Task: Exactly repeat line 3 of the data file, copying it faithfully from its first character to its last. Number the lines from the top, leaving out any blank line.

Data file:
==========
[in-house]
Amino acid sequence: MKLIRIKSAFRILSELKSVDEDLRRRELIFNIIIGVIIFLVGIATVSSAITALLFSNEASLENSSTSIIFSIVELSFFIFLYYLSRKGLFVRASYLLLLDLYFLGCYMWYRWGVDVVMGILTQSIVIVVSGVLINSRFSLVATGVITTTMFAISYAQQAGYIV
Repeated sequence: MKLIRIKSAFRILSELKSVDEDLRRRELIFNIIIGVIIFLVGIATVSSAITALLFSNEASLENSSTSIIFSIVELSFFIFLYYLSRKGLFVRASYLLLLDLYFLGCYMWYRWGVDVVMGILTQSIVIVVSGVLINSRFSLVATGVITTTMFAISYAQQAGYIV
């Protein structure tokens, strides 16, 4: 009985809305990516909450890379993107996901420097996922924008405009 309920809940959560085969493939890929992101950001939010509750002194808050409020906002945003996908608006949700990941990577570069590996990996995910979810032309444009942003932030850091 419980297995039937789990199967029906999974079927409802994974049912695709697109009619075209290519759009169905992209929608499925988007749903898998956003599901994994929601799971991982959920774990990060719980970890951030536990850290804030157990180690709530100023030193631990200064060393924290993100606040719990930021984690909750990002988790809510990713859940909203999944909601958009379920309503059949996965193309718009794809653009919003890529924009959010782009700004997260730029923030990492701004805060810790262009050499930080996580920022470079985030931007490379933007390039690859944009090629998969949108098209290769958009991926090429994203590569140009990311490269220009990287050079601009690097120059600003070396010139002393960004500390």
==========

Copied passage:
Repeated sequence: MKLIRIKSAFRILSELKSVDEDLRRRELIFNIIIGVIIFLVGIATVSSAITALLFSNEASLENSSTSIIFSIVELSFFIFLYYLSRKGLFVRASYLLLLDLYFLGCYMWYRWGVDVVMGILTQSIVIVVSGVLINSRFSLVATGVITTTMFAISYAQQAGYIV